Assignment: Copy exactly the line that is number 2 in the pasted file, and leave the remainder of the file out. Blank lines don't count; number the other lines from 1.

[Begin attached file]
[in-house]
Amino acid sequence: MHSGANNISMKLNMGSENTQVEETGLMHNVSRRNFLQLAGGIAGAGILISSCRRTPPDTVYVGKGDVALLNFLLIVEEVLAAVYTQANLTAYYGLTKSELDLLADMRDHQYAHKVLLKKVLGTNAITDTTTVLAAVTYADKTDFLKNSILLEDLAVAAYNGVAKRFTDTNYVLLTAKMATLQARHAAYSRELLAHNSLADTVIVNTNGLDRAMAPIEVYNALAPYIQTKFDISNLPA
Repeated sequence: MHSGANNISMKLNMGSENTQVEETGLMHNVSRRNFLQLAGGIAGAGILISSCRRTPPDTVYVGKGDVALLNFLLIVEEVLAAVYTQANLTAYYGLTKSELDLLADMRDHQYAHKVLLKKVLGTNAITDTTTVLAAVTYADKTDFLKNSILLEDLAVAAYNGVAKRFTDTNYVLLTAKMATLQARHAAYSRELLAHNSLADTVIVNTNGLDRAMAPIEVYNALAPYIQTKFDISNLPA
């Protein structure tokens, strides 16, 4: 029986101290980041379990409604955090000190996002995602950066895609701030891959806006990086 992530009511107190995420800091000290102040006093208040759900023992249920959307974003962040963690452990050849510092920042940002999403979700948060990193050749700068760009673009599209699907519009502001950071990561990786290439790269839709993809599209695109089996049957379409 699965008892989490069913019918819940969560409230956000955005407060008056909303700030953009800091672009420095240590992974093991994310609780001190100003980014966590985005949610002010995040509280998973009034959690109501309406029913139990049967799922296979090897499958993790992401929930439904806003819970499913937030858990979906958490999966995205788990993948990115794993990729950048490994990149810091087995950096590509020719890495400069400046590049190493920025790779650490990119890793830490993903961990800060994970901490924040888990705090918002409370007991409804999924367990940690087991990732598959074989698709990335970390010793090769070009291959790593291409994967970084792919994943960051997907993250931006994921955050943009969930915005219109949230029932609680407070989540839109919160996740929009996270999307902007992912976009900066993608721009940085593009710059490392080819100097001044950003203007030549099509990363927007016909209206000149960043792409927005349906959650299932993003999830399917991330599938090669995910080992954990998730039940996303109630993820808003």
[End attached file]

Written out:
Amino acid sequence: MHSGANNISMKLNMGSENTQVEETGLMHNVSRRNFLQLAGGIAGAGILISSCRRTPPDTVYVGKGDVALLNFLLIVEEVLAAVYTQANLTAYYGLTKSELDLLADMRDHQYAHKVLLKKVLGTNAITDTTTVLAAVTYADKTDFLKNSILLEDLAVAAYNGVAKRFTDTNYVLLTAKMATLQARHAAYSRELLAHNSLADTVIVNTNGLDRAMAPIEVYNALAPYIQTKFDISNLPA